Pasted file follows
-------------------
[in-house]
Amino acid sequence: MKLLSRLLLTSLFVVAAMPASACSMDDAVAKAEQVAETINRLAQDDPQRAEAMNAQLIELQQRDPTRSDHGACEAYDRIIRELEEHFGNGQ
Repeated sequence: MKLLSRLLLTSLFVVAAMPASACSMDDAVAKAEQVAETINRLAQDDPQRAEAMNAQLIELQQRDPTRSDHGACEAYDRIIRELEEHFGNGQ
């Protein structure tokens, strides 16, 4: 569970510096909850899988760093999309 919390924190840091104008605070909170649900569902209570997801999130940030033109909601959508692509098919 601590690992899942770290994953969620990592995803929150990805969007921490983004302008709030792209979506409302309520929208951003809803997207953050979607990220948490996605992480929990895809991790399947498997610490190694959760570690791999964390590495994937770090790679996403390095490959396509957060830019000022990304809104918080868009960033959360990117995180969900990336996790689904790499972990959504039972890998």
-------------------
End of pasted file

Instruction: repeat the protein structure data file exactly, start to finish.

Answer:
[in-house]
Amino acid sequence: MKLLSRLLLTSLFVVAAMPASACSMDDAVAKAEQVAETINRLAQDDPQRAEAMNAQLIELQQRDPTRSDHGACEAYDRIIRELEEHFGNGQ
Repeated sequence: MKLLSRLLLTSLFVVAAMPASACSMDDAVAKAEQVAETINRLAQDDPQRAEAMNAQLIELQQRDPTRSDHGACEAYDRIIRELEEHFGNGQ
């Protein structure tokens, strides 16, 4: 569970510096909850899988760093999309 919390924190840091104008605070909170649900569902209570997801999130940030033109909601959508692509098919 601590690992899942770290994953969620990592995803929150990805969007921490983004302008709030792209979506409302309520929208951003809803997207953050979607990220948490996605992480929990895809991790399947498997610490190694959760570690791999964390590495994937770090790679996403390095490959396509957060830019000022990304809104918080868009960033959360990117995180969900990336996790689904790499972990959504039972890998």